We lost touch with each other when we both got hyper involved with our kids’ sports. My kids were swimmers — their kids were hockey players.
Hockey led them out of town to Anaheim where there was a competitive team. We lacked hockey in Palm Springs.
This past weekend they invited us over for a birthday party. We spent a couple hours sitting and standing in the pool while wasps swarmed around us. My friend’s husband stood in the pool with a can of Raid trying to keep the wasps at bay. It was a fun afternoon, but today I have sunburned hands.
My husband said everyone but me kept their hands in the water. I apparently talk with my hands. We were laughing and talking and I was gesturing all over the place. I’ve never had sunburned hands before.
The weekend before we had them over and I cooked sea bass, grilled corn on the cob, asparagus and a brown and wild rice dish. It was another fun night of friendship and laughter.
I feel a connection to this couple unlike the new friends I’ve made in our neighborhood through book club, the newsletter and coffee. It’s because we go back for decades, raised our kids together and have shared memories. It’s also amazing that we ended up in homes so close together because we are out in the sticks a good 30-minute drive north of Scottsdale.
What friends do you feel the most connection with and why?
I have a reservation to swim in an hour. I don’t feel like going. I swam two days ago and I felt wonderful during and after my swim.
But today I’m weighing the idea that I don’t HAVE to go. If I decide to stay home and read a book in my back yard, I’m not any less of a person. But I’m torn. I feel guilty for not going. I know I should go. I remember I wrote about something similar years ago in a post “I don’t have to, I get to.” It was about appreciating what we have and that we are able to do things.
Every morning I walk, then I either play ping pong or pickleball a few times a week as well as swim. At my age is it okay to slow down and say no thanks, not today? Or should I say “I get to swim today” and just go?
While many interpret barre workouts differently, most barre workouts are a fusion of yoga, Pilates, strength training, and ballet. Barre classes incorporate specific sequencing patterns and isometric movements that target specific muscle groups. This pattern of exercise helps to improve strength, balance, flexibility and posture.
I loved it. I caught myself smiling in the mirror even though getting through the class was a struggle. I took ballet as an adult from my 20s into my 50s. I stopped because the dance studio closed and the instructor moved. I didn’t find another studio that fit my schedule.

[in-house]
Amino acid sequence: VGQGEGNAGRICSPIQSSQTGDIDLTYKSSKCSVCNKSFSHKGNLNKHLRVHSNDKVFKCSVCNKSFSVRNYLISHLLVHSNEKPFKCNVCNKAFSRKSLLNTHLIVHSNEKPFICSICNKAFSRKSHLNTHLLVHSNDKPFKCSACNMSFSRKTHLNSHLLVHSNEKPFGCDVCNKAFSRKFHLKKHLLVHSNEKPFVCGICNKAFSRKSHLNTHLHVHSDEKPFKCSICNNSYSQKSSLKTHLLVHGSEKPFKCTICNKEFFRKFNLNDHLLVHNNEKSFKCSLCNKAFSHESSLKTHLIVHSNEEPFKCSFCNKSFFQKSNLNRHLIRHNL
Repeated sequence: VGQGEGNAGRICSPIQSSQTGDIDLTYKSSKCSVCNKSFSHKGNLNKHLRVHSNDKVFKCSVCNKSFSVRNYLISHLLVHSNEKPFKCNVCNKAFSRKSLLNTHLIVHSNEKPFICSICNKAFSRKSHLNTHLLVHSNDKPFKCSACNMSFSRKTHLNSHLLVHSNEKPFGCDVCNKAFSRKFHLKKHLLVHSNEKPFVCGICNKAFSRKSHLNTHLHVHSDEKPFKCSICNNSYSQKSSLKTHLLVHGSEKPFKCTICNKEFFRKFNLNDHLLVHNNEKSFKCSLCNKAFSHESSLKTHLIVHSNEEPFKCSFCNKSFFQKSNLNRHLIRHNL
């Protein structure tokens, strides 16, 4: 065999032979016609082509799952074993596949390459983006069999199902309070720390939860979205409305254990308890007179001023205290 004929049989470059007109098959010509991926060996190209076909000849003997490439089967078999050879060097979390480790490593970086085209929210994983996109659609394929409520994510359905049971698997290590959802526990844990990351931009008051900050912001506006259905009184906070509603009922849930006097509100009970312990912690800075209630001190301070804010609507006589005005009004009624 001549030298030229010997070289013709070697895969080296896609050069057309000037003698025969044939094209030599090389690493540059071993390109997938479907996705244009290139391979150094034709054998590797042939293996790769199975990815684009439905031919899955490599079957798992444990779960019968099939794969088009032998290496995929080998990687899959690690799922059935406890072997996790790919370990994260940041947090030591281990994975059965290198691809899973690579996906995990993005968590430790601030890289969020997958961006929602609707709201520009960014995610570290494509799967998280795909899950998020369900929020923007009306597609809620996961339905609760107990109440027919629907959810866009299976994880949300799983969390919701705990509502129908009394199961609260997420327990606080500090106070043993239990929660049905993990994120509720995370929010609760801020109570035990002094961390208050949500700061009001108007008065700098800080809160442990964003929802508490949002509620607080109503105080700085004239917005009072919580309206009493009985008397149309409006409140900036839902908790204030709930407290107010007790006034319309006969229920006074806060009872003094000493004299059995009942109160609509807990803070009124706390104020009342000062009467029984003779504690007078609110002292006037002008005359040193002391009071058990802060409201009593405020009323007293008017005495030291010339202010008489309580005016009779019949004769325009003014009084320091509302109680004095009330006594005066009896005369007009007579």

I love ballet. I began as a child and would never have stopped but my mom quit taking me. My ballet studio was close to an hour away from our small town. As I grew older, class went from once a week to two, then three and four. My mom stopped when I got my first pointe shoes and needed to be at rehearsal daily for a recital. One of my ballet slippers fell out of my ballet bag — and my mom grew impatient as I searched for it.
“You’re obviously not interested anymore,” Mom said. And that was that.
I don’t think parents in the 1970s were as obsessed with getting their kids to activities like many of us were in the 2000s and 2010s.
When I was a freshman at the University of Washington, I signed up for ballet my first quarter and fell in love with ballet again.
Back to Monday. I loved the class. I didn’t think I’d survive, but I made the entire hour. Then Tuesday morning hit. Yikes!
My husband gave me a hug as I struggled to get my legs underneath me. My shoulders were stuck around my ears. He heated up the lavendar-weighted shoulder wrap and I eventually got out of bed.
Tuesday, I had reserved a lane at the Y. Rain and thunder and lightening raged all night and morning. Then right before my lane time, the sun broke out. I checked my iphone and I had one hour until rain and thunder was supposed to return.
The sun hovered over the pool, while dark clouds circled like sharks. I had a “shake out” relaxing swim where my sore muscle pain eased. I got out early before the storm hit feeling quite proud of myself.
Since joining the YMCA, I learned that I am terribly out of shape. It’s time for me to use it or lose it!
What sports or activities did you enjoy as a child that you continued into adulthood? Which ones did you stop? Did you take your kids to athletics or other activities while they were growing up? What was their favorite activity?
My days of mothering my kids is over — at least for now. I opted for a one-way ticket from Oakland to my old home town Palm Springs where I was picked up by my husband. We had dinner with friends at our favorite restaurant Spencer’s and spent the night at my dad’s. We drove home together to Arizona today.
This is the first time I’ve returned since moving a year and two months ago. Looking out the plane window at Mt. San Jacinto, the landmark of Palm Springs, I felt emotional. I wasn’t expecting that.
We met dear friends for coffee, then my husband and I walked around the park that was blocks from our old home. Every morning for decades I walked around the park. I spent hours with the kids at the park when they were young. I thought I’d see some familiar faces, but they were all new.
Then we walked around our old neighborhood and our house.
I couldn’t believe our ponytail palm. It was two-feet tall when we moved into our old home. Think how many other things changed in our lives during that growth of that plant during the years there. We thought about moving it to Arizona with us, but thought better of it. It might not have liked the change or the trip in the moving van. It felt like leaving a part of the family behind. My husband had this palm before he met me. It sat in a pot in our first home and an apartment before that. When someone dug a ponytail palm out of our yard, we decided to let this guy free from its pot by the pool and planted it in the spot of the stolen one. In ten years it grew from two feet to 10 feet. Look at it now!
After visiting with friends, walking through my old haunts, I got through my emotions. It’s a beautiful neighborhood and town, but I can go back and visit anytime.
Have you returned to visit a place you lived or vacationed before? Have you been emotional about it or not?